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Transit stations and recycling depots to receive a boost in new regional district budget

Timothy Schafer
By Timothy Schafer
April 10th, 2018

The regional district will be allocating almost $300,000 in its new financial plan for capital expenditures for recycling depot upgrades.

The board of directors for the Regional District of Central Kootenay elected to put $295,000 into Central Resource Recovery with the funds to be allocated from the capital reserves of the service.

The move comes on the heels of a board decision to turn down RecycleBC’s (RBC) offer to fund seven main recycling depots across the district, down from the current 26 recycling depots the RDCK now operates on its own.

One of the seven full-service depots was slated for Nelson.

Although the RBC’s deal included several depots in addition to themain seven, those facilities would be funded by the RDCK and would have to meet RBC requirements — effectively creating an increase in operating and staffing costs for the regional district.

An RBC deal is not a dead issue, however. The Central Resource Recovery committee requested that regional district staff continue negotiations with Recycle BC and, if required, the Ministry of Environment, to seek alternatives to providing funding directly to the RDCK.

Currently, the RDCK contracts with Waste Management for the recyclingprogram across the regional district, but the Waste Management contract expires in November 2018.

Central Resource Recovery committee

It won’t cost anything extra to dump trash in the regional district.

The minimum $2.50 per bag tipping fee will remain in effect for theCentral Subregion Resource Recovery facilities in order to harmonize with the East and West Subregions.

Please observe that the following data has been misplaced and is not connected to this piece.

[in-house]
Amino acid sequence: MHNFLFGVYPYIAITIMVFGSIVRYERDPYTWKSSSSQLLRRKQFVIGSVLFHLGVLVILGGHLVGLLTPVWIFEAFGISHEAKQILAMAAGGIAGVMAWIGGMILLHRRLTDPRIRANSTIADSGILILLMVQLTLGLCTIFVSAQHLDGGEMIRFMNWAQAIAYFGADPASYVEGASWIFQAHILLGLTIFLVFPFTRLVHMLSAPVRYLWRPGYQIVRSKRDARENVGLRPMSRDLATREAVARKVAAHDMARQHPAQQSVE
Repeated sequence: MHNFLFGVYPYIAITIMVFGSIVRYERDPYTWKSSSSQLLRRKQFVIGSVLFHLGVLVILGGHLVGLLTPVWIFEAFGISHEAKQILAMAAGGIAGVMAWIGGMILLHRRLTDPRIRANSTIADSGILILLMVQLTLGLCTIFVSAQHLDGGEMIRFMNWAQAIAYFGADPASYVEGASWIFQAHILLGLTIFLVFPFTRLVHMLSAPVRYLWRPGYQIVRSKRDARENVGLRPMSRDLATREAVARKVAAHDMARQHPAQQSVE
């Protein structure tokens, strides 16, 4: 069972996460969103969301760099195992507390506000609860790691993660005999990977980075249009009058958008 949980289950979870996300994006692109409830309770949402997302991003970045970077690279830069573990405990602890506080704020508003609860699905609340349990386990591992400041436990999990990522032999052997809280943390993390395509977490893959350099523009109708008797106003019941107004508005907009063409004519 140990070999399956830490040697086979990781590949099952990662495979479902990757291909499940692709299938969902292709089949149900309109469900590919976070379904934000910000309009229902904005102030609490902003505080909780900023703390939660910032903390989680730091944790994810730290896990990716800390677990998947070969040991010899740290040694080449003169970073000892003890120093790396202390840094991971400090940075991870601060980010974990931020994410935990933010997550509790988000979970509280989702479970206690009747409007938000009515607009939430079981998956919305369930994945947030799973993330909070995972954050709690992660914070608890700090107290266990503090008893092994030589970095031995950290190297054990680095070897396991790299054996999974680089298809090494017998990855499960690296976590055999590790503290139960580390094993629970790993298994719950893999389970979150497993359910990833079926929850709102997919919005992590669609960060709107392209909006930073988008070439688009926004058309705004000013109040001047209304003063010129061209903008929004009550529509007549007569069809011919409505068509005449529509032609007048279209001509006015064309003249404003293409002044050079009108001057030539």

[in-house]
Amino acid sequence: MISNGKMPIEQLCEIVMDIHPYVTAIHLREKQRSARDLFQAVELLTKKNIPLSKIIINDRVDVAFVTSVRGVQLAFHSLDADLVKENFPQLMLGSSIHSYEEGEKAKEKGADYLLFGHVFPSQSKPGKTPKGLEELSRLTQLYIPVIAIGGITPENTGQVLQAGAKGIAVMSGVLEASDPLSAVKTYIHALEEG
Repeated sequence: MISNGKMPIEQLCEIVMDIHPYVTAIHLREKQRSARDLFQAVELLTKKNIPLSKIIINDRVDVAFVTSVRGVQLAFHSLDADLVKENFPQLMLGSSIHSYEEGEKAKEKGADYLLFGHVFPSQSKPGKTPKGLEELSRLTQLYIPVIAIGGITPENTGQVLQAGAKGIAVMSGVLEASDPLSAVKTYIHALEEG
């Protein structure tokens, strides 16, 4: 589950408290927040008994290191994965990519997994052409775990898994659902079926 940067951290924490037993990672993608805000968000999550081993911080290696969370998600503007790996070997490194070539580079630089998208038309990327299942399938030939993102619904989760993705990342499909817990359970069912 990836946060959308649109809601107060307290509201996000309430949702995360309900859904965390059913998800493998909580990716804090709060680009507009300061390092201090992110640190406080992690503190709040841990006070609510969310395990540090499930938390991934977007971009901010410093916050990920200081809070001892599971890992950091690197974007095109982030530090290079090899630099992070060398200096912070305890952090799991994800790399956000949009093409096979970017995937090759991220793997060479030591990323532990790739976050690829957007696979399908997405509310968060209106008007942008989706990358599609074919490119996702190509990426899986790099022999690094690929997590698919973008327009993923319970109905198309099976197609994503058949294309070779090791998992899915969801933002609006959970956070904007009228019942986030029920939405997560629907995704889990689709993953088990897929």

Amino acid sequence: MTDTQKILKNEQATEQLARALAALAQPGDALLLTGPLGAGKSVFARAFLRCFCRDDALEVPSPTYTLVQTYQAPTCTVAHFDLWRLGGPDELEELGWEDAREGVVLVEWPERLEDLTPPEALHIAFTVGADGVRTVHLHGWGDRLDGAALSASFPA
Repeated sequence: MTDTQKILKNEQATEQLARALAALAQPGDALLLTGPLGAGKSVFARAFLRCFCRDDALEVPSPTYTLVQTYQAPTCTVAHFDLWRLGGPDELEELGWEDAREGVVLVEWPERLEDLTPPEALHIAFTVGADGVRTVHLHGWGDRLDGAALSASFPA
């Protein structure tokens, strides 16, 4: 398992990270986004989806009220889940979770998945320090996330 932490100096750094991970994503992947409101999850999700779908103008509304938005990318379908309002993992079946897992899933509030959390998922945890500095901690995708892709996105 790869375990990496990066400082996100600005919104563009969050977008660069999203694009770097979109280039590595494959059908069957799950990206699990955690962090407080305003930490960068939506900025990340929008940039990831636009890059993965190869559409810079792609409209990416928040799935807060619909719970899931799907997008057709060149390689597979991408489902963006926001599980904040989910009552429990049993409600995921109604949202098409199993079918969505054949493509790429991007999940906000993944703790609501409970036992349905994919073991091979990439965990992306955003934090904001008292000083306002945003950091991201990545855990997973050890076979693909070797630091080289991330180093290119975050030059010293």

The 2018 Financial Plan for the Central Subregion Resource Recoverycalls for a reduction of $8,000 in disposal fee revenue but an increase of $4,000 for material handling costs to provide a free disposal of yard and garden waste at Central Subregion Resource Recovery Facilities in May 2018 to complement the RDCK’s wildfire mitigation efforts.

Taking public transportation to the next level

Transit riders in the city and the region around it will be thebeneficiary of almost $300,000 in transit infrastructure improvements this year.

A total of $277,500 in transit infrastructure improvements — with$188,000 from the Ministry of Transportation and Infrastructure and $89,500 from the regional district — will be used to construct bus shelters across the region.

New shelters are slated for Playmor junction (Hwy 3A and 6, PlaymorRoad), Highway 3A and Nelson Bridge, and in Ymir.

As well, there will be solar bus stop lights installed along routes inthe Slocan Valley and the route from Nelson to Castlegar and the North Shore.

Other improvements include bus stop signage installed throughout theregion, with improvements expected for the Winlaw Park and Ride site, Nelson Park and Ride site and existing pullouts.

Moving on in

Part of the regional district’s offices will be moving into KootenaiPlace in the city.

A 24-month contract for two office spaces in the building has beensigned — with an annual rent cost of around $73,000 — for the short-term solution to address the shortage of regional district space in the Nelson offices.

The new spaces are expected to accommodate the Emergency OperationsCentre and the fire and emergency management services staff, as well as the Community Services department.

According to a regional district report, the cost for technologyconnections, renovations and office furniture for the offices would be $87,000.

Stirring the pot

The regional district board will be sending a letter to Health Canadasupporting efforts by the Federation of Canadian Municipalities and the Union of BC Municipalities to ensure that local governments are consulted in the development of cannabis regulations for the cultivation of cannabis.

The letter will request that Health Canada clarify their expectationsof the regional district in issuing building permits for cannabis cultivation facilities.

Categories: General

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